I grew up memorizing the Quran, and a lot of the Hadiths, hearing the stories of the history, how the Islamic troops were victorious. And we have to study that and we have to write it in our exams and we have to praise it. Nowadays, the media has the same style and, wherever you are, you hear Quranic reciting. It shouts everywhere, and this is part of the pressure that people are living with. Even though we are facing a lot of hardship, still we are not weak because, simply, truth is strong, love is strong, hope is strong, and that enables the Christians in Egypt to continue.
Finally, Shea discusses the incredibly brave Anglican priest, Canon Andrew White. She writes of her friend:
The 45-year-old Anglican priest, afflicted with multiple sclerosis, voluntarily gave up his prestigious post at Coventry Cathedral to minister in Iraq. Since 2003, he has negotiated hostage releases, reconciled Sunnis and Shiites, operated free medical clinics, and supported Baghdad’s eight remaining Jews. White is the pastor of St. George’s Church, an ecumenical congregation he established for the remnants of Baghdad’s Chaldean, Syriac Orthodox, and Assyrian communities. Scores of his congregation have been murdered, and White himself was featured on a sectarian group’s “wanted” posters. He was once bound and beaten by security police.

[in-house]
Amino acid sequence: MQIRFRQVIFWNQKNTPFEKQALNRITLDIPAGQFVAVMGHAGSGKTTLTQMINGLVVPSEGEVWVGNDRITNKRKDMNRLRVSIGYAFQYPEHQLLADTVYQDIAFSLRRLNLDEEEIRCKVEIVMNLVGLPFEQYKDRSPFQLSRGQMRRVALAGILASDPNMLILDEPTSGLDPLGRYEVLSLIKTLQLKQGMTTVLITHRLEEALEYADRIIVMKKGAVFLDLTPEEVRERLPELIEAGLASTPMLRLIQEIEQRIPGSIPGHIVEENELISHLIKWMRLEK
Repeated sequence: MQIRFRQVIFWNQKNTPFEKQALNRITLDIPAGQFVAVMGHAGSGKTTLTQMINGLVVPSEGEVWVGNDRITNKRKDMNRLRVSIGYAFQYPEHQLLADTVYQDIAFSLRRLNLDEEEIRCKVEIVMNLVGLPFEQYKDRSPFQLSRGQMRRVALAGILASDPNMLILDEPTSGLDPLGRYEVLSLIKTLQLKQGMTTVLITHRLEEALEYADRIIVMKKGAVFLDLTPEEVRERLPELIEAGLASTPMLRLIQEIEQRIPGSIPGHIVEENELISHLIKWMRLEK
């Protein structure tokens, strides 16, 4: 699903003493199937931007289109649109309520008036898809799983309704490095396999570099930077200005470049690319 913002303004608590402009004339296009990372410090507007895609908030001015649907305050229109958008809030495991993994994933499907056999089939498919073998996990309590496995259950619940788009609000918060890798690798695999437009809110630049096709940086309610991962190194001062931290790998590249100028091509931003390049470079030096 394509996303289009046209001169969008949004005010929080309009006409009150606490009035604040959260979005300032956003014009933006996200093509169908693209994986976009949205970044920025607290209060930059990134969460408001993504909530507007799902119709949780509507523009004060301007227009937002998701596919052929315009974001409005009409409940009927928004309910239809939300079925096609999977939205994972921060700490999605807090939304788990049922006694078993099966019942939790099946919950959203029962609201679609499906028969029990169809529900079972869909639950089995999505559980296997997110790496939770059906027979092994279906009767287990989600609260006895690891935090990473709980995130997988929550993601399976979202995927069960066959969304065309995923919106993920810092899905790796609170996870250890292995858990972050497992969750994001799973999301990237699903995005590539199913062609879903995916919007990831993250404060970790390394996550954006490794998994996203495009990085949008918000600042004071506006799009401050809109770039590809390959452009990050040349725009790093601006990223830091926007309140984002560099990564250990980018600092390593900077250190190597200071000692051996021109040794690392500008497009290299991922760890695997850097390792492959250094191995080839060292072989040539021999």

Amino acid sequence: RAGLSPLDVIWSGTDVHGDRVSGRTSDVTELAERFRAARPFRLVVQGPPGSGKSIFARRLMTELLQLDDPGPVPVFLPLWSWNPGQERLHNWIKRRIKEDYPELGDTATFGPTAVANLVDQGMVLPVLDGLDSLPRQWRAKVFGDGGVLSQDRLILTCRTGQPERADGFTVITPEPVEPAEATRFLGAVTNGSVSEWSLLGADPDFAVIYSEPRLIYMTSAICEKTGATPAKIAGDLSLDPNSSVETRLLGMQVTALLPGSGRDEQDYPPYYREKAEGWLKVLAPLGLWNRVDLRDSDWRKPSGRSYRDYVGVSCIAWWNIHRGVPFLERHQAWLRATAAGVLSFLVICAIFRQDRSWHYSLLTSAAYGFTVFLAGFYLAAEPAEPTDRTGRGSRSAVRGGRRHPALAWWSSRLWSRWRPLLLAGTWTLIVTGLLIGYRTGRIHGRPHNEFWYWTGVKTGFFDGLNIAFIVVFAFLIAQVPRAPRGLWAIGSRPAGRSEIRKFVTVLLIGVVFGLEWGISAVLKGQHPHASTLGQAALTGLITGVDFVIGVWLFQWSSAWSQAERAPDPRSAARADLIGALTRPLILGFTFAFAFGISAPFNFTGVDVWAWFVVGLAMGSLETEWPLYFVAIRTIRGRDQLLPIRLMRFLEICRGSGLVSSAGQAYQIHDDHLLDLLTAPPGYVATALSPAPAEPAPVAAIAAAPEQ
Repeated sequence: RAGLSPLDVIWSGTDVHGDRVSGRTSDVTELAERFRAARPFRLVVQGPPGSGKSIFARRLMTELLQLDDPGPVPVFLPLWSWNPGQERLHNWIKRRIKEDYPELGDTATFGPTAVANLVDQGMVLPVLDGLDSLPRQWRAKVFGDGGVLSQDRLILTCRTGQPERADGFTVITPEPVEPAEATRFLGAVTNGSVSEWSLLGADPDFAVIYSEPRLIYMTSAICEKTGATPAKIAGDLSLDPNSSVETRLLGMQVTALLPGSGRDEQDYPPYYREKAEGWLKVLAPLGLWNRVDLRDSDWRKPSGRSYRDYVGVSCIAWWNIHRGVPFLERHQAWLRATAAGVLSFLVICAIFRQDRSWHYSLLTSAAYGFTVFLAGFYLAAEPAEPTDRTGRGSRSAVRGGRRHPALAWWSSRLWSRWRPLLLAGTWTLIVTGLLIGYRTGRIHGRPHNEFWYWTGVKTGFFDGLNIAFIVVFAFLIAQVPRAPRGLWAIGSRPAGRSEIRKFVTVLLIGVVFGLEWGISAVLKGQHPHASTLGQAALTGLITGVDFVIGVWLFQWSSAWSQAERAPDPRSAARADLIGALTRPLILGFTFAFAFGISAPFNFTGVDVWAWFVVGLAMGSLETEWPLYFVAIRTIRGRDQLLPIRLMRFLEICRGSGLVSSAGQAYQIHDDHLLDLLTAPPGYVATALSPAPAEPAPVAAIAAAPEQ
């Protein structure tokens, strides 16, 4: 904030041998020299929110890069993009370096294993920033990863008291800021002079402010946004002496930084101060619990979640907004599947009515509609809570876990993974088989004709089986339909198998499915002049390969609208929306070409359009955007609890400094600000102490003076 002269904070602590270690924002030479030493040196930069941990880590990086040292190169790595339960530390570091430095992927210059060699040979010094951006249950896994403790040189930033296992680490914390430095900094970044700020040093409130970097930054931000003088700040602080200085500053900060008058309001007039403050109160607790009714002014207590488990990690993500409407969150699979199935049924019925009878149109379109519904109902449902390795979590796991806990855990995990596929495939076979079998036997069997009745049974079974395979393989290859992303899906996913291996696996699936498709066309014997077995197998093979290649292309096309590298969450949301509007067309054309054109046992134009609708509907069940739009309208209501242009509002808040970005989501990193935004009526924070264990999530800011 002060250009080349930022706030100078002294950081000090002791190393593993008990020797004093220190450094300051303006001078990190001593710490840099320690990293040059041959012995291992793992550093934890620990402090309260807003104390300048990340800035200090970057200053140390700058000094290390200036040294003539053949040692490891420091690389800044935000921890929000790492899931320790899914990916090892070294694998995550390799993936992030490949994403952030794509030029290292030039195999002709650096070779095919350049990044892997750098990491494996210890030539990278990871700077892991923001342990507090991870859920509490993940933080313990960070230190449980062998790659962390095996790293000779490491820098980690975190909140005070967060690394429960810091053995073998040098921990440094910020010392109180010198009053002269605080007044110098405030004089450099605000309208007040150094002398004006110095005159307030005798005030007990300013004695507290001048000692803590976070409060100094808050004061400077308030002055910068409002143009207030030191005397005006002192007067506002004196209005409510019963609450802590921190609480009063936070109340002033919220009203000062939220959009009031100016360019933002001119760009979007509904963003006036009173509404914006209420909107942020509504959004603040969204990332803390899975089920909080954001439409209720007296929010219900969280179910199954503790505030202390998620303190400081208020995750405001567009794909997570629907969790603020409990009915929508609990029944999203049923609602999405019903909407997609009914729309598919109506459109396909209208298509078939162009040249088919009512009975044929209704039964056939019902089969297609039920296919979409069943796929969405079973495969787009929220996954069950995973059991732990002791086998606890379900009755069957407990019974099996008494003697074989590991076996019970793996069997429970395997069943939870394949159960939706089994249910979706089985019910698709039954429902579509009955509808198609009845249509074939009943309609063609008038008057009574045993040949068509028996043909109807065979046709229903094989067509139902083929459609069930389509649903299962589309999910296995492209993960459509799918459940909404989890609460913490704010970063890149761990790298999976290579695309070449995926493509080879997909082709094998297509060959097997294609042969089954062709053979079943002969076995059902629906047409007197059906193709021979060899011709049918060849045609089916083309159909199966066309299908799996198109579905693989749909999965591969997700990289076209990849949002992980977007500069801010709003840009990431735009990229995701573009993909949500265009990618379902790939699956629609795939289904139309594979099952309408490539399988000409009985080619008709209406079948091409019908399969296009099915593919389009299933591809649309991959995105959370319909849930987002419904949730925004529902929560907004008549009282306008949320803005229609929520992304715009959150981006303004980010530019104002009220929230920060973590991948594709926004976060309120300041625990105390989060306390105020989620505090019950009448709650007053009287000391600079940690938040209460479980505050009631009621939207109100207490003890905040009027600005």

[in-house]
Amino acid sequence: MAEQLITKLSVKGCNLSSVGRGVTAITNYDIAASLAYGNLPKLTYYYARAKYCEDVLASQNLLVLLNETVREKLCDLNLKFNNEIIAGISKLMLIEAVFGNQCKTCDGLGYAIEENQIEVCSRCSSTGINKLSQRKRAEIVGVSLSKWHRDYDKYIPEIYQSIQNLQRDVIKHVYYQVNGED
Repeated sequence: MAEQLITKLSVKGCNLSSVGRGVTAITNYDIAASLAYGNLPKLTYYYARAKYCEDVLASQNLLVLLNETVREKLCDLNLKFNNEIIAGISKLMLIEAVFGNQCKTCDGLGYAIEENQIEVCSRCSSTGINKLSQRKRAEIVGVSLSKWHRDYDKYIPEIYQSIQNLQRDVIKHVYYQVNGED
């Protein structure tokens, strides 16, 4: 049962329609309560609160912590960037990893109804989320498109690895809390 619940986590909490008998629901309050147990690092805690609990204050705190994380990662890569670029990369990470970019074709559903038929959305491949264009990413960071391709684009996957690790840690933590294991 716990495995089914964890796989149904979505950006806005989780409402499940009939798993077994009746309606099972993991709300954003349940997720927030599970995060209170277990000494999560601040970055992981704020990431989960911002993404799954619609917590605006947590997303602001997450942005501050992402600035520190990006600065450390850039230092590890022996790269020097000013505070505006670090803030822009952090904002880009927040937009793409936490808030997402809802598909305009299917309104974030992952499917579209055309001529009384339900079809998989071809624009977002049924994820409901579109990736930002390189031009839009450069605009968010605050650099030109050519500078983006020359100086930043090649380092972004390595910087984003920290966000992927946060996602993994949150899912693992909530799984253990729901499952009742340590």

I received a letter from him on October 25, which said in part, “I am very sorry to tell you that the two major bomb explosions in Baghdad this morning have done serious damage to the church compound. . . . Outside the church, at least 132 people were killed and over 600 injured. Destroyed fragments of their bodies have been thrown through windows of the church. . . . Many of our staff and church members remain unaccounted for. Lay Pastor Faiz and I have been trying in vain to reach them by telephone. Today was a terrible day for us. But even in the blood and trauma and turmoil, there are things for which we can, and indeed must, praise our G-d.”
There is a passage in the Gospel of Luke, one of many that never fails to move me. The Angel Gabriel has visited Mary. Mary is understandably troubled by the news that she is miraculously pregnant. Gabriel reminds her that her elderly kinswoman, Elizabeth, has also against the odds become pregnant:
And, behold, thy cousin Elisabeth, she hath also conceived a son in her old age: and this is the sixth month with her, who was called barren.
For with G-d nothing shall be impossible.
One might think of the Churches of the Middle East as Elizabeth, elderly, seemingly barren – and of their brave and devout followers there, who hope on hope that their Churches may survive their present troubles, that they might too be part of the light that is so needed unto the nations of that troubled region. One does not have to be a Christian, nor even a believer of any kind, to understand the demands that anyone of a liberal, democratic and progressive stance must take on this issue. The freedom to worship in peace and safety is part of all of our universal human rights. Perhaps the dwindling Christian believers of the Middle East might take some comfort in those words of the Angel Gabriel, spoken so long ago, to a poor, confused, terrified young woman in the middle of the night:
For with G-d nothing shall be impossible.
Coptic Icon of the Annunciation